Iraqi police announced the arrest of five senior leaders of the Mahdi Army in the city of Karbala as assassination attempts were made on three police commanders in Baghdad and southern Iraq. The largest attack occurred in a Shia neighborhood in Baghdad, and resulted in more than 13 killed and 50 wounded.
The Karbala police announced the capture of Mahdi Army commanders Ali Abd Taan, Sayyid Munadil, Muhsin Sharea, Haidar Jouri, and Razzaq al Samma. The five men lead a Mahdi Army unit in Karbala that was behind attacks on Iraqi police forces during a religious festival in August 2007. The attacks led to the closing down of the festival and a declaration of a unilateral cease-fire by Mahdi Army and Sadrist movement leader Muqtada al Sadr.
“The group committed 721 murders in Karbala alone and killed dozens of Sunni Muslims in a number of Iraqi cities as part of their acts of ethnic and sectarian cleansing,” said Major General Raed Shakir Jawdat, the chief of police in Karbala. The Mahdi Army leaders tortured some of their captives inside mosques. The captured leaders claimed they were targeting Baathists loyal to Saddam Hussein. “When we searched the background (of the victims), we found that only 11 of the 721 were in fact Baathists,” Jawdat said.
Ali Abd Taan, also known as Ali Sharea, is the senior most leader of a company of 150 fighters, Jawdat said. He “led 150 gunmen who carried out arson and sabotage of many facilities, killed policemen and attacked the shrine of Imam al Hussein” in Karbala. Taan “is also a prominent leader in Shiite cleric Muqtada al Sadr’s Mahdi Army,” Voices of Iraq reported. He has eluded attempts to capture him in the past.
Munadil was described as “the mastermind and most bloodthirsty in the group.” Sammak was the commander of the Imam Ali Bin Abi Talib Jihadi Brigades, a radical Shia militia.
The Imam Ali Bin Abi Talib Jihadi Brigades is a Shia terror group that became active in October 2003. The group is active in Karbala and Najaf, according to The Global Policy Forum, and has committed to targeting foreign forces and Iraqis cooperating with them. “It vowed to kill the soldiers of any country sending its troops to support the coalition forces, and threatened to transfer the battleground to the territories of such countries if they were to send troops.”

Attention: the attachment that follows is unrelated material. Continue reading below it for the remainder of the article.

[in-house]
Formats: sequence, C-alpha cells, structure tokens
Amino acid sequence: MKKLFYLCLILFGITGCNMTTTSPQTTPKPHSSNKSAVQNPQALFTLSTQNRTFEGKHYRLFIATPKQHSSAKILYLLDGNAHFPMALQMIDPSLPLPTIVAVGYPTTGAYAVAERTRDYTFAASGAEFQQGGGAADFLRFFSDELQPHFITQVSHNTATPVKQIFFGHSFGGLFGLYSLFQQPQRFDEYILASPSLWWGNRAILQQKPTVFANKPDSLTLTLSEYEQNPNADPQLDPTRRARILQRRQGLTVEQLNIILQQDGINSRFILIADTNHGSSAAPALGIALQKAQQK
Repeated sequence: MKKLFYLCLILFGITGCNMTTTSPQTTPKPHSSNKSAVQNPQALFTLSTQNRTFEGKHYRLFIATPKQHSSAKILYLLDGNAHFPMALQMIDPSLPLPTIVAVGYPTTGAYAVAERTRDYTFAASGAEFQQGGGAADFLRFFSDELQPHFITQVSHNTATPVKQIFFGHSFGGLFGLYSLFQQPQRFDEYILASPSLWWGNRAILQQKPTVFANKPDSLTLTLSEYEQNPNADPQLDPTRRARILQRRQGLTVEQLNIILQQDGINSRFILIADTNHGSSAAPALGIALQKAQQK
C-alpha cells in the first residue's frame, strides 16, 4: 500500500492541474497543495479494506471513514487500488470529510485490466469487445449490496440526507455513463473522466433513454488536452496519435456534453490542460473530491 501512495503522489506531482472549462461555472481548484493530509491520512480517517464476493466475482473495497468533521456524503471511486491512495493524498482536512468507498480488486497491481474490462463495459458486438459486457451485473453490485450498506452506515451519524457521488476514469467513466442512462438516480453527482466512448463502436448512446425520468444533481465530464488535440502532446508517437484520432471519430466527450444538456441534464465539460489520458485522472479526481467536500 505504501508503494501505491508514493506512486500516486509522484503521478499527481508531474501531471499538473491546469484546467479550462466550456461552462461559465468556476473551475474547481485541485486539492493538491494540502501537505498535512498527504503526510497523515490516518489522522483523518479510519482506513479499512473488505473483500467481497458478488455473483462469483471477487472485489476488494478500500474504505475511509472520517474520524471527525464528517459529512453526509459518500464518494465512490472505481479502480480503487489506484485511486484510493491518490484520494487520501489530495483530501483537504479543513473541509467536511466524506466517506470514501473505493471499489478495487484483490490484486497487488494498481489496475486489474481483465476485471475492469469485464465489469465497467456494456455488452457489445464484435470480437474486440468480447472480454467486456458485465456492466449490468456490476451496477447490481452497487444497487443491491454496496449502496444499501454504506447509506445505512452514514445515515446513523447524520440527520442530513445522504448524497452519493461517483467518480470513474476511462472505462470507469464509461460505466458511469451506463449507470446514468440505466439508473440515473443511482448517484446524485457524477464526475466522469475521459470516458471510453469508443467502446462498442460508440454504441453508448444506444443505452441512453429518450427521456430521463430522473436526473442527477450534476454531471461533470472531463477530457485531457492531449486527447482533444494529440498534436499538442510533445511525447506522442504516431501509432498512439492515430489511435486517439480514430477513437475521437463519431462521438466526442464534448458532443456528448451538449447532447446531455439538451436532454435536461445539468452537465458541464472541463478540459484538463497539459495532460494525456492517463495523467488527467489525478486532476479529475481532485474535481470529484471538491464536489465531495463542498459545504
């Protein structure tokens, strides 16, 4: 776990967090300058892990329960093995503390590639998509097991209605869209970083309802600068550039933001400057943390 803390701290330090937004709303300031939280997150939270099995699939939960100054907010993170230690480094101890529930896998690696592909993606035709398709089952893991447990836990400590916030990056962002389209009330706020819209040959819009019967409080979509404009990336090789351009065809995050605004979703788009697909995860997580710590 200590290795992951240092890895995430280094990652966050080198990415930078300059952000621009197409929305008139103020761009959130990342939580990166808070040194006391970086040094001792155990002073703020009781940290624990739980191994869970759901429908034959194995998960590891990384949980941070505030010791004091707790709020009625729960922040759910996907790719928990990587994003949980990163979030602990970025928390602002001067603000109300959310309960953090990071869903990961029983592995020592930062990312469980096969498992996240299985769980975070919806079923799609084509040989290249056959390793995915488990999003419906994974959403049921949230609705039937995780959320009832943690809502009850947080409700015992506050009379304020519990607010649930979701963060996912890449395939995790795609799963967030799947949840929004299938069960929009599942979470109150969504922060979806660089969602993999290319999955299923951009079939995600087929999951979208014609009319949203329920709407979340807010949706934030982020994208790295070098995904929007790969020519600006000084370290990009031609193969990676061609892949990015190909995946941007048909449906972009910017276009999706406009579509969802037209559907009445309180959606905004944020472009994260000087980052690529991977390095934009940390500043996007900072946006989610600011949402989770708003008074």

Iraqi police chiefs targeted
As the Iraqi police announced the capture of senior Mahdi Army leaders, police leaders were targeted in Baghdad and Nasiriyah. These attacks appear to have been carried out by the Mahdi Army.
The largest attack occurred in the Sha’ab neighborhood in Baghdad, a Mahdi Army stronghold. Iraqi police reported a suicide bomber rammed into the home of Nadhim Taye, an Iraqi police chief in Baghdad. Eleven Iraqis were killed and 64 were wounded, making it the largest attack in Baghdad since mid-April. Taye survived the attack, but several members of his family were reported to have been killed.
The US military said the Sha’ab explosion wasn’t a suicide attack, but an accidental detonation of a truck used to launch “improvised rocket-assisted mortars” at a US base in the region. Mahdi Army fighters rig mortars in the fashion to extend the range of the weapons. The US military said 18 Iraqis were killed and 29 were wounded in the explosion.
Another attack was successful in killing a police commander in eastern Baghdad. Colonel Thafer Ghanem was killed in a shooting in the Zayonna neighborhood in the New Baghdad district, a Mahdi Army stronghold. Activity in New Baghdad has increased since the Sadr City cease-fire between the Sadrist movement and the Iraqi government.
In the southern city of Nasiriyah, a car bomb was detonated next to a police building. Four Iraqis were wounded in an attack outside of the building housing the emergency police unit in Nasiriyah.
For more information on the relationship between the Mahdi Army and the Iranian-backed Special Groups, see US military killed Mahdi Army commander Arkan Hasnawi in May 3 strike. For more information on recent operations against the Mahdi Army in the South, see Iraqi Army interdicting Iranian operations in the South.
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